We desperately need a grocery store. Once the European Market closed on Horton Street, we were left without any affordable place to get produce, meat and fish, and canned goods. The variety stores charge astronomical prices as does International Bakery, which has reduced the amount of products that it carries. As a senior with mobility issues, and in the pandemic, I often can’t physically get to No Frills at Hamilton Road and Highbury. So I end up relying on Shopper’s Drugs but again the choices are limited and the prices are very high. What would really help in SoHo is to have a community bus that would pick up seniors once or twice a week to go to two or three grocery stores. I am not certain we will ever see a grocery store located again in SoHo or downtown London. I find the downtown market (Covent Garden) too expensive and too limited in selections. And too many people are relying on the Dollar Stores for food, and it is far from healthy.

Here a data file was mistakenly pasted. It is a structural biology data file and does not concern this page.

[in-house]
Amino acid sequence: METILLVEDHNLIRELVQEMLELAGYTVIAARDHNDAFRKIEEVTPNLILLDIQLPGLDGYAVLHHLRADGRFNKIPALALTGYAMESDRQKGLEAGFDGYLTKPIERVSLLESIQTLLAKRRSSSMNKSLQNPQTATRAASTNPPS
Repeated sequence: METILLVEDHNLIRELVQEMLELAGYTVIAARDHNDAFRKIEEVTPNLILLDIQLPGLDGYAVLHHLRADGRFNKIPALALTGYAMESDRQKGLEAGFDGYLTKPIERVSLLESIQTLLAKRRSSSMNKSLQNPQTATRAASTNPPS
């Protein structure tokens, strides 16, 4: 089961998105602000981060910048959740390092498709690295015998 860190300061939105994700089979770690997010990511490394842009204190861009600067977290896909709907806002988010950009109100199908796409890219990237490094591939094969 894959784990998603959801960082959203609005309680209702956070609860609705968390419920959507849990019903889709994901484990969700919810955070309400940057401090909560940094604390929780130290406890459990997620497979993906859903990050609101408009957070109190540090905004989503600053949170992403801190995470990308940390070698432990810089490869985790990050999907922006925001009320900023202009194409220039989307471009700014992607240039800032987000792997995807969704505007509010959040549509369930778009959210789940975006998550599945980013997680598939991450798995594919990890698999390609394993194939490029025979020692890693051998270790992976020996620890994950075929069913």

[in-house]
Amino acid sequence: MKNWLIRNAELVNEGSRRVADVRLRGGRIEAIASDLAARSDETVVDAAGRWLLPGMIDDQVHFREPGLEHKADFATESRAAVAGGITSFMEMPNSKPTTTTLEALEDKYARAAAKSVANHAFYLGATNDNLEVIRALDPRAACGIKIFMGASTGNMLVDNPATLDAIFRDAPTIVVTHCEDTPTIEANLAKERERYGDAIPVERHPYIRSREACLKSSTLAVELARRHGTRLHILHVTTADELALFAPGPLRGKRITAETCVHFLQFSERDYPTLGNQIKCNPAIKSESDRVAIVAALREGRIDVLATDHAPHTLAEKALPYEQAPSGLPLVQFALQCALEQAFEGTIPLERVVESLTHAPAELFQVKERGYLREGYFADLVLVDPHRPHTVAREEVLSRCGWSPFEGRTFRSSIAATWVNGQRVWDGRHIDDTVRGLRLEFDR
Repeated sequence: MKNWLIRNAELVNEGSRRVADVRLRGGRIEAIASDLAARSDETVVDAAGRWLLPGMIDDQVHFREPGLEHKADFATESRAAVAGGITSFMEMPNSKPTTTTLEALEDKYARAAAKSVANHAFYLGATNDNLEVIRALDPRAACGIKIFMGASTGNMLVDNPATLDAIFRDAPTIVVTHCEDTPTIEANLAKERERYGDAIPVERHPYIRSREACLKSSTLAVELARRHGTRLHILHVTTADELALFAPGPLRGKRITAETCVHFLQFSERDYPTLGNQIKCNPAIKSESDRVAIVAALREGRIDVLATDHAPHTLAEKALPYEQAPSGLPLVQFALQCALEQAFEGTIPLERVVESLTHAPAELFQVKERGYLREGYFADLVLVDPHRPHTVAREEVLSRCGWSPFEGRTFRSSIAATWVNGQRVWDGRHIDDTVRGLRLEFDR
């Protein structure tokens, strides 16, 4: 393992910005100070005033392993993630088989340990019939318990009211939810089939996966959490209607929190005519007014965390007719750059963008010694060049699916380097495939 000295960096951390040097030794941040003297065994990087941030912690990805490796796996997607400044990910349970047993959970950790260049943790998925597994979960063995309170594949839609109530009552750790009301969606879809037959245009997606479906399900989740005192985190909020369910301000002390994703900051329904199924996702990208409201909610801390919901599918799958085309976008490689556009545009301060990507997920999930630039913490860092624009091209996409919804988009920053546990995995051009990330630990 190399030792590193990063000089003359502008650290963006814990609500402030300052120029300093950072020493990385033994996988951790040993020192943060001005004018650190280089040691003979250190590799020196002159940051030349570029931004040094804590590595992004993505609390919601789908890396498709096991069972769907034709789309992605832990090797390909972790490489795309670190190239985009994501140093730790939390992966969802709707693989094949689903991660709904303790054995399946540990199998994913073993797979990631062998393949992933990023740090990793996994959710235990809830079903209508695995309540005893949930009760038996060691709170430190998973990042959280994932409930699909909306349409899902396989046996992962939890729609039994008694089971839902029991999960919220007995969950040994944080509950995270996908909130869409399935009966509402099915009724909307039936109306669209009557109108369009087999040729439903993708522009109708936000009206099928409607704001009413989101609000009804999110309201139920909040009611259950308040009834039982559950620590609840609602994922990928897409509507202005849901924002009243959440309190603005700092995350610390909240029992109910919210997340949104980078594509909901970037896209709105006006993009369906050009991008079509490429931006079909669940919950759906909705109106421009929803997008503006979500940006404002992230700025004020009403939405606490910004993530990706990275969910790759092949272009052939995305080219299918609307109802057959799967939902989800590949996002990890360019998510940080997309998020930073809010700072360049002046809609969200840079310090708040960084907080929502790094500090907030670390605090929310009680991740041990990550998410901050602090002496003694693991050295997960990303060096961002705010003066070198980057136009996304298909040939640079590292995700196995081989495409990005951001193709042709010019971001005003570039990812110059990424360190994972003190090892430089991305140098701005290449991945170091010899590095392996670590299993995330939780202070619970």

we need a grocery store , full stop.  everything else would be wonderful, but losing the grocery stores we had was a huge blow.
A community garden or gardening allotment would be ideal as well as a food bank distribution point and a weekly food box of fresh produce.
A grocery store in the neighborhood would make it possible for us to do our shopping in the community instead of having to drive elsewhere to purchase food.  A weekly farmer’s market would strengthen the community spirit (and allow us access to fresh food locally)
Our business is in SoHo so I try to support the locals as much as possible. The access to fresh food is so limited in the area.
We need a grocery store badly.